One can only speculate about why this might be: the 2009-2010 fiscal year was a difficult one for Smith College, as their endowment had been significantly slashed due to the financial crisis, which meant that they accepted only half as many Ada Comstock applicants as they had the previous year. Certainly my rejection letter contained that old soft blow, “We received so many qualified applicants this year…” and I’m sure they did. But given that I have never heard of an out trans woman being accepted at Smith, I have to wonder.
I have heard of trans women attending Smith, but only those who have gone through the application process in strictest stealth. Thus, though trans women have gone to Smith, if anyone in the administration knows about it, they aren’t talking. This is, of course, in laughable contrast to the vibrant and visible culture of transmasculinity on campus, which has received much media attention and is the butt of plenty of LBTQ community jokes (“Oh, she’s going to Smith to meet boiz.”)
I jumped through all the right hoops, and I still didn’t get in. Calliope had a few bureaucratic loose ends out there, and didn’t even get a chance to apply. This is a problem. It’s a problem because trans women face a constant crisis of education, housing and jobs. It almost doesn’t need to be said that it is bizarre that a women’s college with a social justice mission continues to reject promising applicants because they happened to be particularly marginalized women.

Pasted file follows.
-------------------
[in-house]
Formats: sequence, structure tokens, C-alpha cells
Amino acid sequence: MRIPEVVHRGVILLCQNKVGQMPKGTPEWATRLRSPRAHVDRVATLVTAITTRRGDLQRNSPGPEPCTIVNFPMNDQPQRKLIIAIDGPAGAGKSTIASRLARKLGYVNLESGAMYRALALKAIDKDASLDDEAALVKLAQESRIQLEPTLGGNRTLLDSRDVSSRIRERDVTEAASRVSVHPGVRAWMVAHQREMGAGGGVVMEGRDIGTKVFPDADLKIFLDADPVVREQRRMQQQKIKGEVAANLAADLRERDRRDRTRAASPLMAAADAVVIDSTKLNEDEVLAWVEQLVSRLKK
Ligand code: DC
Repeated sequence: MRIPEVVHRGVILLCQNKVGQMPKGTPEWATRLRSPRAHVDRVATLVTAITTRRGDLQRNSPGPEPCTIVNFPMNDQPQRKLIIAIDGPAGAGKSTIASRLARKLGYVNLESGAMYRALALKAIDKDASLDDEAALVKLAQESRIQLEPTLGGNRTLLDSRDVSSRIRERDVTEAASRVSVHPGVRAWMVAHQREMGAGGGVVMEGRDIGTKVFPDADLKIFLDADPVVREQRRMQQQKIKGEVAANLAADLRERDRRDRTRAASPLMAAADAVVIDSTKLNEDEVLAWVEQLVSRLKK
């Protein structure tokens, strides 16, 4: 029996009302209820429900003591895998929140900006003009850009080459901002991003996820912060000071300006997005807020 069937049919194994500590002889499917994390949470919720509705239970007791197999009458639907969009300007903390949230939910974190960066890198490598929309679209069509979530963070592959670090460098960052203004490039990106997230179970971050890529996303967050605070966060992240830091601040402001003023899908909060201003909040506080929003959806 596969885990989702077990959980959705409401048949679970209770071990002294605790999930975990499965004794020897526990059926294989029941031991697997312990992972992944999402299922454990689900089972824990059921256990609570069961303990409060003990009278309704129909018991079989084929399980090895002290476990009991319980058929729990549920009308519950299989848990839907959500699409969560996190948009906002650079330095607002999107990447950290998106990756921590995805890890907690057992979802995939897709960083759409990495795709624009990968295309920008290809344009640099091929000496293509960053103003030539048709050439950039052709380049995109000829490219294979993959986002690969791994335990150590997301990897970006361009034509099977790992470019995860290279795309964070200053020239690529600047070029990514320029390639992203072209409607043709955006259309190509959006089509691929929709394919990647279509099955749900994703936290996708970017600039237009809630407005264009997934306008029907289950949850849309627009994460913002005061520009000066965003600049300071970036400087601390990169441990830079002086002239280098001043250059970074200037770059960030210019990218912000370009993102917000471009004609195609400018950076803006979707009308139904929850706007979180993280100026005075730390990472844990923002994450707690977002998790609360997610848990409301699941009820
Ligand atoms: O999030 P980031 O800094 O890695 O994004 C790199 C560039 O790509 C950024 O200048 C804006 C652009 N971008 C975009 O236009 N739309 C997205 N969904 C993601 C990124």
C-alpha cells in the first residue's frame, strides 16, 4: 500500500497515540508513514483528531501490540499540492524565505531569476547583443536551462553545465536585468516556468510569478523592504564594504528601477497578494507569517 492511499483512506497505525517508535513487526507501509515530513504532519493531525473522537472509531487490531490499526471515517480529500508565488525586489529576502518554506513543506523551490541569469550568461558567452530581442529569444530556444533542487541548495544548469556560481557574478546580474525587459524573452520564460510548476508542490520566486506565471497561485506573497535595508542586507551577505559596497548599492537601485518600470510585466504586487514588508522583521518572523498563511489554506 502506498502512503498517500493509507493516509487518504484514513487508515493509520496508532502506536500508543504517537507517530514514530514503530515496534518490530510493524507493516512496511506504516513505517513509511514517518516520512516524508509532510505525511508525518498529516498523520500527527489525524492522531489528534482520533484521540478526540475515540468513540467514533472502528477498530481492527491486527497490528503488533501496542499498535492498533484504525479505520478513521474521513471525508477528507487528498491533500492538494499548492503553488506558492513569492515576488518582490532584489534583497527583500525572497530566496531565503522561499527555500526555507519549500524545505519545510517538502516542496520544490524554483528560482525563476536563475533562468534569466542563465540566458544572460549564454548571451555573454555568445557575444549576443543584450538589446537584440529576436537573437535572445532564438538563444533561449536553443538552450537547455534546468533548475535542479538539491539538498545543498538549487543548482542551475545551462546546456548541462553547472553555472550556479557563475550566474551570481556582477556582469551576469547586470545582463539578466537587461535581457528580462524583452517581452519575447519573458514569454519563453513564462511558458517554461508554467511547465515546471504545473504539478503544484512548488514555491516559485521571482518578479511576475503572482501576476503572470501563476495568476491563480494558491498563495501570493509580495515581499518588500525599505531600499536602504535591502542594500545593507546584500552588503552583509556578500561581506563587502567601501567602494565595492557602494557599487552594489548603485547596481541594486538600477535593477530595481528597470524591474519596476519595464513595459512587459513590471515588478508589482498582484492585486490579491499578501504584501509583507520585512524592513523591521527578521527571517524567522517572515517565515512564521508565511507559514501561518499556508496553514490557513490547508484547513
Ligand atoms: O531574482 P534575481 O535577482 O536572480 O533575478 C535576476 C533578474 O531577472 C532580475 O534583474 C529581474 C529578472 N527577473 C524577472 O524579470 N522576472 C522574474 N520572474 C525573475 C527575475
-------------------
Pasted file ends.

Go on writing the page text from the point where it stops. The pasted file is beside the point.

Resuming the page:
I believe in trans women and I think that we are one of the world’s most neglected, undervalued resources. I believe that with support and encouragement, we can thrive and change the world. I only wish Smith College did, too.
Addendum: if any other trans women out there have had the experience of being denied admission to Smith, I’d like to hear from you — email@example.com.
Trans women should have to jump through hoops their cis sisters do not when applying to Smith. College admissions are a hard enough process as is. Admissions should not need F gender markers on high school transcripts or letters of recommendation. This is an exclusion policy.